Effective system identifies beneficiaries and delivers cash transfers in a regular and reliable way.Effective system identifies beneficiaries and delivers cash transfers in a regular and reliable way.

Mexico CLR Review FY14-19

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This review of Mexico’s Completion and Learning Review (CLR) of the World Bank Group’s Country Partnership Strategy (CPS) covers the CPS period FY14-FY19 and the Performance and Learning Review (PLR) of January 26, 2017. Mexico is an upper-middle-income country with a gross national income (GNI) per capita (in current US$) of US$9,180 in 2018. During 2014-18, the average annual GDP growth rate Show MoreThis review of Mexico’s Completion and Learning Review (CLR) of the World Bank Group’s Country Partnership Strategy (CPS) covers the CPS period FY14-FY19 and the Performance and Learning Review (PLR) of January 26, 2017. Mexico is an upper-middle-income country with a gross national income (GNI) per capita (in current US$) of US$9,180 in 2018. During 2014-18, the average annual GDP growth rate was 2.2 percent in a show of resilience in the face of a complex external environment. In the first half of 2019, economic growth came to a virtual halt owing to policy uncertainty, tight monetary conditions and budget under-execution as well as slowing global manufacturing activity. Over the longer term, Mexico’s economic growth has been below the level needed to converge toward advanced country economies. The country’s per capita GDP, which is closely related to productivity, stands at 34 percent of U.S. per capita GDP compared with 49 percent in 1980.2 Poverty rates (share of individuals living on less than the 2011 PPP US$1.90 per day poverty line) fell from 3.8 percent of the population in 2016 to 2.2 percent in 2016. There was a small decline in the Gini index from 48.7 percent in 2014 to 48.3 in 2016. IEG’s Country Program Evaluation for Mexico (2018) indicates that Mexico’s multidimensional poverty index for the extremely poor fell from 11.3 percent in 2010 to 7.6 percent in 2016, helping reduce the overall index from 46.1 percent to 43.6 percent. At the same time, income growth of the bottom 40 percent was below the population mean.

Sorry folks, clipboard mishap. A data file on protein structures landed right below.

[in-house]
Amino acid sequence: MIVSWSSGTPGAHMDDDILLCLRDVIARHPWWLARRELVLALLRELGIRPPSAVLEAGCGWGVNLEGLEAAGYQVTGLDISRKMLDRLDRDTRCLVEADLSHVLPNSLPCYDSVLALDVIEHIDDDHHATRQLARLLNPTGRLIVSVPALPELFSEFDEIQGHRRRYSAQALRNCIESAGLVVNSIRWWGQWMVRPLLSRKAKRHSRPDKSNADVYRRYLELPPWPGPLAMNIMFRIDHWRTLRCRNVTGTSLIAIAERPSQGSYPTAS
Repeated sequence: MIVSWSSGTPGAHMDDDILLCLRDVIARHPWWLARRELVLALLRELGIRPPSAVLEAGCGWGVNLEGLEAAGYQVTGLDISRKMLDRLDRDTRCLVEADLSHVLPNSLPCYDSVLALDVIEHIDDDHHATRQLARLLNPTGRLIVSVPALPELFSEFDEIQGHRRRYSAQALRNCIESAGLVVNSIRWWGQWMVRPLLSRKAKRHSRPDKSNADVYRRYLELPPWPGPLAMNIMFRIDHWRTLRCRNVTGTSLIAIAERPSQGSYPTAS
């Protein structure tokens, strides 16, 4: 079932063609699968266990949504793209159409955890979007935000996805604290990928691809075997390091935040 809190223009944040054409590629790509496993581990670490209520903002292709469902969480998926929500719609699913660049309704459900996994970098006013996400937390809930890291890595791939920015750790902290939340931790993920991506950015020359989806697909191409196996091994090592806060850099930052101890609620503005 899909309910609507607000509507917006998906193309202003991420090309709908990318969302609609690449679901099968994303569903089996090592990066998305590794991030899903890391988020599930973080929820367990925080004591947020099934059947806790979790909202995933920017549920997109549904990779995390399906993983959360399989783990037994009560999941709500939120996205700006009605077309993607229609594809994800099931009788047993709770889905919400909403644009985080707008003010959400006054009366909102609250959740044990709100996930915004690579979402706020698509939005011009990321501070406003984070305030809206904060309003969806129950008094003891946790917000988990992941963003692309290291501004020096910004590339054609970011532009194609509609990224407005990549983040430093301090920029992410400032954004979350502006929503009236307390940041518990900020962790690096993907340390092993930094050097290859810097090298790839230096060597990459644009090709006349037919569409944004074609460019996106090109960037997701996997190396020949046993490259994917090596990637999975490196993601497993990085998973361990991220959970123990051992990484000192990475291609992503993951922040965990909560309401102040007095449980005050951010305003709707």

Evaluation of the World Bank’s Support to Improving Child Undernutrition and Its Determinants (Approach Paper)

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Global reports on indicators of child undernutrition show mixed progress in reducing the stunting (impaired growth and development) of children under five, with Africa and South Asia most severely affected. There are many determinants of child undernutrition, which makes the challenge of improving outcomes multidimensional, requiring interventions in areas of health; agriculture; water, Show MoreGlobal reports on indicators of child undernutrition show mixed progress in reducing the stunting (impaired growth and development) of children under five, with Africa and South Asia most severely affected. There are many determinants of child undernutrition, which makes the challenge of improving outcomes multidimensional, requiring interventions in areas of health; agriculture; water, sanitation, and hygiene; social protection; education; and governance, depending on the country context. The objectives of this evaluation are to assess the contribution of the World Bank to improving outcomes related to child undernutrition and its determinants in countries affected by undernutrition, and to provide lessons and recommendations to inform the design of the World Bank’s future multidimensional nutrition support.